The Insult


The Insult  (2017)    Cohen Media/Drama    RT: 112 minutes    Rated R (language, some violent images)    Director: Ziad Doueiri    Screenplay: Ziad Doueiri and Joelle Touma    Music: Eric Neveux    Cinematography: Tommaso Fiorilli    Release date: February 2, 2018 (Philadelphia, PA)    Cast: Adel Karam, Kamel El Basha, Camille Salameh, Diamand Bou Abboud, Rita Hayek, Talal Jurdi, Christine Choueiri, Julia Kassar, Rifaat Torbey, Carlos Chahine.      Spoken in Arabic w/English subtitles



“Sticks and stones can break your bones but words cause permanent damage.”  (Barry Champlain, Talk Radio).

 These words have stuck with me ever since I first saw Oliver Stone’s 1988 adaptation of the play by Eric Bogosian who also plays the lead role. As a child, well-meaning adults recite the “Sticks and Stones” to children as a way of teaching them to cope with name-calling. The part that goes “names will never hurt me” is as big a lie as “the dog ate my homework” and “the check is in the mail”. Words carry with them great power. They can evoke strong emotional responses and cannot be taken back. Once they’re out there, that’s it. This is a lesson many adults still haven’t learned.

 the insult posterIn The Insult, poorly chosen words spoken in the heat of anger lead to the reigniting of hostilities between Christians and Palestinians in Beirut. It all starts with a disagreement between two men; hot-headed Lebanese Christian Tony Hanna (Karam) and taciturn Palestinian refugee Yasser Salameh (El Basha). Yasser, a construction foreman, offers to fix an illegal pipe on Tony’s balcony. Tony slams the door in his face. Yasser and his guys fix it anyway. Tony comes out and smashes the new pipe. Yasser calls him a “f-ing prick”. Tony demands an apology. Yasser’s boss urges him to apologize. When he goes to do so, Tony antagonizes him further by saying something you shouldn’t say to a Palestinian. Yasser hits him, breaking two ribs in the process. It just keeps on escalating from there.

 The two involved parties find themselves in court twice. When the criminal case is dismissed, Tony takes Yasser to civil court to sue for damages and an apology. By this time, the stress of the situation has caused Tony’s wife Shirine (Hayek) health problems related to her pregnancy. He’s represented by grandstanding Christian trial lawyer Wajdi (Salameh) while Yasser is defended by a brilliant and dedicated young female attorney, Nadine (Abboud). As the trial progresses, the tensions between the people of Lebanon and the Palestinian refugees grows worse.

 There’s a reason The Insult is up for this year’s Best Foreign Film Oscar. Simply put, it’s a powerful piece of filmmaking. Even if you don’t know anything about this particular situation, you’ll probably be able to relate. It’s not unlike several similar situations throughout history like the pre-Civil Rights race problems in the American South. The Christians don’t want the Palestinians. They walk on eggshells trying to get along with people who hate them for no other reason than race. Tony’s hatred for them is personal. When Yasser goes to Tony’s place of work to apologize, he’s listening to a hate-filled speech from a right-wing Christian politician. This is why he’s hesitant to offer an apology. What earthly good would it do? There’s no getting through to somebody like this. Tony’s mind is made up about his perceived enemy. Both men are guilty of the sin of pride.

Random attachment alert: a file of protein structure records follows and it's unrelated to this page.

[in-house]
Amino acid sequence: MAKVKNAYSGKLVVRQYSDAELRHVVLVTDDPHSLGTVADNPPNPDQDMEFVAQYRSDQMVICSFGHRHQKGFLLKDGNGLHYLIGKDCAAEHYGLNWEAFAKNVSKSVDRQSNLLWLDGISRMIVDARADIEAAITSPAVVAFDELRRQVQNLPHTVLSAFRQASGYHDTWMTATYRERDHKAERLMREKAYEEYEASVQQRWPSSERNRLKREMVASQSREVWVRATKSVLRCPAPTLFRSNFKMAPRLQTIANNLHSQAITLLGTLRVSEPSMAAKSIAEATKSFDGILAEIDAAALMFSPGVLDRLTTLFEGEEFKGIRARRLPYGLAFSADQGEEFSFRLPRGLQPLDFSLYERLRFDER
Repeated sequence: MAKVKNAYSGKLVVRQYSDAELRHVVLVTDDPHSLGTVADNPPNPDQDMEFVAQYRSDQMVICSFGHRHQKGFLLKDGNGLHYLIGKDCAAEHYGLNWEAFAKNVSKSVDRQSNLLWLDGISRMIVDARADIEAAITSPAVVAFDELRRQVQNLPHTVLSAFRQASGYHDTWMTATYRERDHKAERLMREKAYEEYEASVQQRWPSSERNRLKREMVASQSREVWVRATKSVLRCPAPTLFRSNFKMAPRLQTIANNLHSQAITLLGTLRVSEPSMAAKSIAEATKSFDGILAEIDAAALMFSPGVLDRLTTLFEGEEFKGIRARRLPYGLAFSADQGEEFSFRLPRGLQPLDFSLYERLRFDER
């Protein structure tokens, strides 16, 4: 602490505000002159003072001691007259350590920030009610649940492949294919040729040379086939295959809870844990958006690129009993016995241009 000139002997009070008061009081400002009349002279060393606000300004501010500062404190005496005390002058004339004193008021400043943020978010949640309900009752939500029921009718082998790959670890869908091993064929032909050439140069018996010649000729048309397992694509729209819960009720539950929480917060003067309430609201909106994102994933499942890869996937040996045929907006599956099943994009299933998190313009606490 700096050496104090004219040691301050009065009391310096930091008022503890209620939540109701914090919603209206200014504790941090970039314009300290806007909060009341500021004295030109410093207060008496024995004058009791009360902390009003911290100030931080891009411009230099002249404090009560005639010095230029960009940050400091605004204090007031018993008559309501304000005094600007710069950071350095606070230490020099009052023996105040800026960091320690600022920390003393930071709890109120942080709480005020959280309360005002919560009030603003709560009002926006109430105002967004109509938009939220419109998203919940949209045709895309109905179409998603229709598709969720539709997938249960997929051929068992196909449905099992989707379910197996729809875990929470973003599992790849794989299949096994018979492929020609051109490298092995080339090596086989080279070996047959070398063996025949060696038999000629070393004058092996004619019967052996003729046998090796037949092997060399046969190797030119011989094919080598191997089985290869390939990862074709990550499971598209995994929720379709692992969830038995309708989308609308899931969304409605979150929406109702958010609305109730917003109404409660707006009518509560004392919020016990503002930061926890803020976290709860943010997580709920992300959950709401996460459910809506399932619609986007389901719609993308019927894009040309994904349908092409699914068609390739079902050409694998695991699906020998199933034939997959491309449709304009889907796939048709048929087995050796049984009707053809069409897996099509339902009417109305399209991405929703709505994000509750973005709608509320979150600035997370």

The Insult accomplishes the rare feat of succeeding in every aspect of filmmaking starting with great performances all around, especially from the two leads. Karam, as Tony, really makes you hate the guy and his racist attitudes towards Palestinians. This guy really is a prick. He insists on getting what he’s feels is his due even if it means risking his family. One of the amazing things The Insult does is make us sympathize with Tony (a little bit) by gradually revealing the reason behind his anger. El Basha is also very good as Yasser, a proud man who won’t reveal what Tony said to him at the garage that day even though it would likely exonerate him. No matter how much he resents the guy, he doesn’t want to risk making the problem bigger. Hayek is quite good as Tony’s wife; she loves him but wants him to swallow his pride and drop the issue before things get worse.

 Directed by Ziad Doueiri (The Attack), The Insult is nothing short of brilliant. It puts him on par with other great international filmmakers like Asghar Farhadi (A Separation) and Costa-Gavras (Missing). His 2012 terrorist-themed drama The Attack caused the Lebanese-born director to be arrested in his home country. He came of age in Lebanon in the 80s and saw first-hands the effects of civil war. He uses his experiences to drive The Insult. The screenplay by Doueiri and Joelle Touma is well-written. The score by Eric Neveux is electrifying. The cinematography by Tommaso Fiorilli is top-notch. It’s a riveting film that commands your attention the entire time. It has something to say about the many conflicts in the Middle East and does so in a way that’s accessible to audiences from all over the world. It’s also a testament to the power of words and the damage that comes in their wake. The Insult is an absolute must-see and a strong contender for the golden statuette.

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